Reports suggest that the single-game sports betting legislation in Canada is likely to reach an immovable object shortly following opposition from the nation’s Senate.
Senator Bob Runciman, a crucial component and backer of the C-290 sports betting legislation, which was introduced into the House of Commons by Member of Parliament Joe Comartin last year, told news firm Quebecor Media Inc. that the bill is expected to hit the wall before the Senate breaks for summer in a few weeks, with a negative outcome being the likely result.
Runciman explained that due to the number of senators actively opposing C-290, there “just isn’t enough time on the calendar” to hold a vote on the matter.
New Bill Would Expand Sports Betting
Currently, Canadian sports betting is limited to parlay wagering offered by the provincial lottery corporations. However, the new bill would be an amendment to the Criminal Code and would permit Nevada-style single-game wagers.
However, the bill passed the House in March 2012, and a negative outcome would almost be unprecedented as only eight pieces of legislation passed by the House have been vetoed in the last seven decades. This is especially true when you consider the fact that the bill did not receive a single opposing vote when it was passed by the House.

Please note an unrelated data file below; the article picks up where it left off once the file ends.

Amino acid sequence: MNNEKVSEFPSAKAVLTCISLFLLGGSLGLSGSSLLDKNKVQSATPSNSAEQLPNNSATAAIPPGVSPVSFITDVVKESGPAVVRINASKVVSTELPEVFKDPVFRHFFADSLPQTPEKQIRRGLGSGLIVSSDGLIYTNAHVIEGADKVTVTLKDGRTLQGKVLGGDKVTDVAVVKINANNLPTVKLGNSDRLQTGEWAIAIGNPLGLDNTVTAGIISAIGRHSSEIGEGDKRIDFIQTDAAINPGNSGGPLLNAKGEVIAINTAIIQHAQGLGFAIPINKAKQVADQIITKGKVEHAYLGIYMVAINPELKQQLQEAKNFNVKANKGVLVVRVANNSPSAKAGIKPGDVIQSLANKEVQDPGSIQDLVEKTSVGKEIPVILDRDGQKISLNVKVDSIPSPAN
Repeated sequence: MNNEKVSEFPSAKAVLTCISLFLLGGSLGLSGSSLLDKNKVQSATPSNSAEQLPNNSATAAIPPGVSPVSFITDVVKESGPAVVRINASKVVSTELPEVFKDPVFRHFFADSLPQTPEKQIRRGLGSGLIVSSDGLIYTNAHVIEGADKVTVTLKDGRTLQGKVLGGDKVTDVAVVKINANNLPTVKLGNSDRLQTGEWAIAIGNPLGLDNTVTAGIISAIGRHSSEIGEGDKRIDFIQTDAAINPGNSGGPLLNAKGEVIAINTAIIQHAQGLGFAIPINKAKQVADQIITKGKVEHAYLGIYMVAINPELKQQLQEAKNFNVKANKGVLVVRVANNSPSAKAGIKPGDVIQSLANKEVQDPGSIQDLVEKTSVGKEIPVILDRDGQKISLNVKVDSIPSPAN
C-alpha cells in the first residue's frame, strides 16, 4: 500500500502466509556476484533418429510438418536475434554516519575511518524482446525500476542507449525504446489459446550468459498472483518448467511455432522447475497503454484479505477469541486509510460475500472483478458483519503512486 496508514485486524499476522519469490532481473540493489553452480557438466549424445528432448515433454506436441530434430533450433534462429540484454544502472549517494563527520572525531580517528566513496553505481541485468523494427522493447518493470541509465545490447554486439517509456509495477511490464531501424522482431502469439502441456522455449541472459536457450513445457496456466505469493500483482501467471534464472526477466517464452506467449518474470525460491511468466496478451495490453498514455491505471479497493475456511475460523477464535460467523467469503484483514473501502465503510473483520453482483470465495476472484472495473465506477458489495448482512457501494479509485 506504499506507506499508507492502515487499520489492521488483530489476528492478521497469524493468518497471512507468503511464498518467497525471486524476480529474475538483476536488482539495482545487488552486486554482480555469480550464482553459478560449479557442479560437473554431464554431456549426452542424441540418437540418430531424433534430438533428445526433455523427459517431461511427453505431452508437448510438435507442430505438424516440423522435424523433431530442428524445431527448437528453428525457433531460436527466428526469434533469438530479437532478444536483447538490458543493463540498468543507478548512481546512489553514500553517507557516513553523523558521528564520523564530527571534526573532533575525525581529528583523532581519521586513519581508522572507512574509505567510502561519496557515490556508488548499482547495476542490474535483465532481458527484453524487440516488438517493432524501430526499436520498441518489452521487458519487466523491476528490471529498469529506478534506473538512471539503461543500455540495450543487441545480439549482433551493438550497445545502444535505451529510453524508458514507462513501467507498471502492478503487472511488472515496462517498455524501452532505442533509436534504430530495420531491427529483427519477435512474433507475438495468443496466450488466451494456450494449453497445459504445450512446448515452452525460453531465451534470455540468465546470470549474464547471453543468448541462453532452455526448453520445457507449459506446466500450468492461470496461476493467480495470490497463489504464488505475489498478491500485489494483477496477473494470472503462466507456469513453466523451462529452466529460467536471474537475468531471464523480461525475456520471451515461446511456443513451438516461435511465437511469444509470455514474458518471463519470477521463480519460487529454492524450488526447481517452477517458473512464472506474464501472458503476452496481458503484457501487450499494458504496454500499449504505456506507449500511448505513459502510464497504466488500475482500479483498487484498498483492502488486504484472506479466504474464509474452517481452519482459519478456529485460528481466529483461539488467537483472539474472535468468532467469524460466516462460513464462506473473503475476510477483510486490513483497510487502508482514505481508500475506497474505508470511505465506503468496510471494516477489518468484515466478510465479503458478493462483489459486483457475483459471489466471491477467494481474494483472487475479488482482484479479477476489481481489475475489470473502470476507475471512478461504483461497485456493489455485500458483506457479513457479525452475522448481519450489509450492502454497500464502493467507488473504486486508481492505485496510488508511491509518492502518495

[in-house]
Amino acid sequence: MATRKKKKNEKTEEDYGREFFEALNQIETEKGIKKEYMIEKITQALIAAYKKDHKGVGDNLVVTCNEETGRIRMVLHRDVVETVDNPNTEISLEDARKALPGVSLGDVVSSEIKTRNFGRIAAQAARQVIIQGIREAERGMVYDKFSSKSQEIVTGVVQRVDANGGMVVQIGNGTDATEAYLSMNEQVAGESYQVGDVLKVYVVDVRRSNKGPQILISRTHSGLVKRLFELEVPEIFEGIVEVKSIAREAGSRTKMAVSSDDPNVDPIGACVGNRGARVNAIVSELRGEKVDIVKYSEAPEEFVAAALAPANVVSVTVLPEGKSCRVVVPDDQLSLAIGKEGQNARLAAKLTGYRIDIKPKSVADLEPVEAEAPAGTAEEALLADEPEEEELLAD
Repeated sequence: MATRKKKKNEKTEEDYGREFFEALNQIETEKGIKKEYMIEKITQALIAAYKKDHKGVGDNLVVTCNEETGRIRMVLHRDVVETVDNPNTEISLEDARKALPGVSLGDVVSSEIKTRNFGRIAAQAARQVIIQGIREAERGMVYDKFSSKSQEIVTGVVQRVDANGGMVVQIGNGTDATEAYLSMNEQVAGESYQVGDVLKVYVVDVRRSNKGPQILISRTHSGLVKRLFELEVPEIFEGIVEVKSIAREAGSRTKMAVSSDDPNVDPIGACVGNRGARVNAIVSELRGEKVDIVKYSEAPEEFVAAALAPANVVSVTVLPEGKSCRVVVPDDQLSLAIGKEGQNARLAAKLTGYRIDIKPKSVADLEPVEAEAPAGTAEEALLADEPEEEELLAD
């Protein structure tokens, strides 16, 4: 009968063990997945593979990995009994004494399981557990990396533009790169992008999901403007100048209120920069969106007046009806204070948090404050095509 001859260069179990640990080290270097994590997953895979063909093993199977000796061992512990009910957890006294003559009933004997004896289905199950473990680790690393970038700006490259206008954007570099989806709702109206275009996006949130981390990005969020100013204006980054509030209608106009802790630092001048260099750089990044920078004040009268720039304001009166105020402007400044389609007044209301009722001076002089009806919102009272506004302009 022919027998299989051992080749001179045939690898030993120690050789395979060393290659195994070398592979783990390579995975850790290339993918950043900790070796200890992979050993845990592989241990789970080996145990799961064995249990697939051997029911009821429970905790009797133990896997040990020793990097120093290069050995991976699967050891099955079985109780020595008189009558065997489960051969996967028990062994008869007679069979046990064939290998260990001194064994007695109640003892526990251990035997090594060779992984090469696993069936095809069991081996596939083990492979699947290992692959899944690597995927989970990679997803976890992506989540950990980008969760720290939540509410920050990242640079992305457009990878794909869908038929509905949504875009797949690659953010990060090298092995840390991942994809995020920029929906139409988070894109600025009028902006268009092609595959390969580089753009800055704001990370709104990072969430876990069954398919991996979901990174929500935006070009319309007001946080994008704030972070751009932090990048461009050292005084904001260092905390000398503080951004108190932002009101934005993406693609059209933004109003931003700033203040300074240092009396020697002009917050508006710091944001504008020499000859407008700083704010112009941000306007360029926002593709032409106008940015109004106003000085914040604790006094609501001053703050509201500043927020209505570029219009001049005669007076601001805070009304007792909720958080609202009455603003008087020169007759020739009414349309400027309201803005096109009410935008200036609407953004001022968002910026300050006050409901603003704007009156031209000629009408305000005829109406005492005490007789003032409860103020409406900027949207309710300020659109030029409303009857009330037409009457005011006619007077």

Opposition from Pro Sports
October saw the first signs of opposition to the legislation when Major League Baseball representatives informed a Senate committee that they were apparently shocked by news of the possible legislation. This appears to have swung the opinions of a number of upper house members who took on the sports leagues’ claims that the new legislation could damage the integrity of their product.
They also made unprecedented and closed-minded claims that legal sports betting could damage Canadian society as a whole. Clearly meeting the demands of a recreational pastime is not high on the agenda of the organizers of a national sport.
MP Is on Board
However, MP Brian Masse has vowed to lobby senators “til the end” in order to ensure that a fair position on sports betting is adopted. In fact, Masse has vowed to reintroduce the bill if it does fall flat this time around, while Runciman has implied that the C-290 bill could in fact materialize later as either a standalone legislation, or part of a budget bill in coming years.
To back up Runciman’s suggestion, the ruling Tory party of Canada has reportedly made somewhat of a habit of bulking together all manner of unrelated legislations into omnibus bills. What’s more, since they currently hold a majority in the House, virtually any legislation can be passed if the Tory party wishes to do so.
So while it seems as though it may not quite be the time for the new legislation to pass through the Senate, it does appear likely that new reforms will take place and we may, in fact, see a change to the legislation of sports betting throughout Canada, much to the jubilation of those who enjoy a recreational bet or two.